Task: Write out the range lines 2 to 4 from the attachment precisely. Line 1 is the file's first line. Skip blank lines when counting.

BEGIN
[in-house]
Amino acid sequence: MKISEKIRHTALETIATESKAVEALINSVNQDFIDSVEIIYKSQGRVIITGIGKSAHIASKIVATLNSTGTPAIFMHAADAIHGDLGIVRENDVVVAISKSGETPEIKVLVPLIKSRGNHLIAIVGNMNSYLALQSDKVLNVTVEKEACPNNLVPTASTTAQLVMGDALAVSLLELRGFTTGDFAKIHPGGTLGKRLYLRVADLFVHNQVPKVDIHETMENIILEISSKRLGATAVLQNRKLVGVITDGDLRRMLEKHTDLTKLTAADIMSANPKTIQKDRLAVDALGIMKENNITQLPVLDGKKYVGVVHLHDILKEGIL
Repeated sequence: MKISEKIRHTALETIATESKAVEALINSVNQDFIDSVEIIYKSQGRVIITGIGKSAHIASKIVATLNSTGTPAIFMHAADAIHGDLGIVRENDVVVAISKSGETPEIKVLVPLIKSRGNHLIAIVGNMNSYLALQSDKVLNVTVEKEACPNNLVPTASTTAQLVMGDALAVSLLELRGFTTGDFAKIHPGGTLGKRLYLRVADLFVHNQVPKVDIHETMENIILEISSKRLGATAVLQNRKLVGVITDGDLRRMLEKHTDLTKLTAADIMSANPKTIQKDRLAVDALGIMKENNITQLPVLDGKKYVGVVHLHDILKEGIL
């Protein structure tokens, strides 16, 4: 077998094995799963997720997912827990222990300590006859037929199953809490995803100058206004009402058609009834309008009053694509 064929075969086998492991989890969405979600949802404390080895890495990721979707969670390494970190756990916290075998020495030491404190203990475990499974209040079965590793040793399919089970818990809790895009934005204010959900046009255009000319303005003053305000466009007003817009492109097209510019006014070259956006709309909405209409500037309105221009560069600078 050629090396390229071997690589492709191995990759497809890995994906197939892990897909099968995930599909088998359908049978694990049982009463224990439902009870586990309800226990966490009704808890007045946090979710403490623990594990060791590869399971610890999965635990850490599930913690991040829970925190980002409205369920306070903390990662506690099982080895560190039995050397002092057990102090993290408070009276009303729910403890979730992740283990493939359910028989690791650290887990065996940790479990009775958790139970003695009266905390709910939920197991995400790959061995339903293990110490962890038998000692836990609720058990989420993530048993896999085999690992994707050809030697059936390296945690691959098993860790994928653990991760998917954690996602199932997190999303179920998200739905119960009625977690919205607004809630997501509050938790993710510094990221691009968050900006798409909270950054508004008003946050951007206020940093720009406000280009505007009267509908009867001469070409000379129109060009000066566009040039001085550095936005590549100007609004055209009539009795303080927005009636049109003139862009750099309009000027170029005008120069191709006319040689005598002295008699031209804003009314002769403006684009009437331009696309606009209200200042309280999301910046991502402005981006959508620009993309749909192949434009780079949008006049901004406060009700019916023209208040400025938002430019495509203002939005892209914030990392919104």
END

Amino acid sequence: MKISEKIRHTALETIATESKAVEALINSVNQDFIDSVEIIYKSQGRVIITGIGKSAHIASKIVATLNSTGTPAIFMHAADAIHGDLGIVRENDVVVAISKSGETPEIKVLVPLIKSRGNHLIAIVGNMNSYLALQSDKVLNVTVEKEACPNNLVPTASTTAQLVMGDALAVSLLELRGFTTGDFAKIHPGGTLGKRLYLRVADLFVHNQVPKVDIHETMENIILEISSKRLGATAVLQNRKLVGVITDGDLRRMLEKHTDLTKLTAADIMSANPKTIQKDRLAVDALGIMKENNITQLPVLDGKKYVGVVHLHDILKEGIL
Repeated sequence: MKISEKIRHTALETIATESKAVEALINSVNQDFIDSVEIIYKSQGRVIITGIGKSAHIASKIVATLNSTGTPAIFMHAADAIHGDLGIVRENDVVVAISKSGETPEIKVLVPLIKSRGNHLIAIVGNMNSYLALQSDKVLNVTVEKEACPNNLVPTASTTAQLVMGDALAVSLLELRGFTTGDFAKIHPGGTLGKRLYLRVADLFVHNQVPKVDIHETMENIILEISSKRLGATAVLQNRKLVGVITDGDLRRMLEKHTDLTKLTAADIMSANPKTIQKDRLAVDALGIMKENNITQLPVLDGKKYVGVVHLHDILKEGIL
């Protein structure tokens, strides 16, 4: 077998094995799963997720997912827990222990300590006859037929199953809490995803100058206004009402058609009834309008009053694509 064929075969086998492991989890969405979600949802404390080895890495990721979707969670390494970190756990916290075998020495030491404190203990475990499974209040079965590793040793399919089970818990809790895009934005204010959900046009255009000319303005003053305000466009007003817009492109097209510019006014070259956006709309909405209409500037309105221009560069600078 050629090396390229071997690589492709191995990759497809890995994906197939892990897909099968995930599909088998359908049978694990049982009463224990439902009870586990309800226990966490009704808890007045946090979710403490623990594990060791590869399971610890999965635990850490599930913690991040829970925190980002409205369920306070903390990662506690099982080895560190039995050397002092057990102090993290408070009276009303729910403890979730992740283990493939359910028989690791650290887990065996940790479990009775958790139970003695009266905390709910939920197991995400790959061995339903293990110490962890038998000692836990609720058990989420993530048993896999085999690992994707050809030697059936390296945690691959098993860790994928653990991760998917954690996602199932997190999303179920998200739905119960009625977690919205607004809630997501509050938790993710510094990221691009968050900006798409909270950054508004008003946050951007206020940093720009406000280009505007009267509908009867001469070409000379129109060009000066566009040039001085550095936005590549100007609004055209009539009795303080927005009636049109003139862009750099309009000027170029005008120069191709006319040689005598002295008699031209804003009314002769403006684009009437331009696309606009209200200042309280999301910046991502402005981006959508620009993309749909192949434009780079949008006049901004406060009700019916023209208040400025938002430019495509203002939005892209914030990392919104």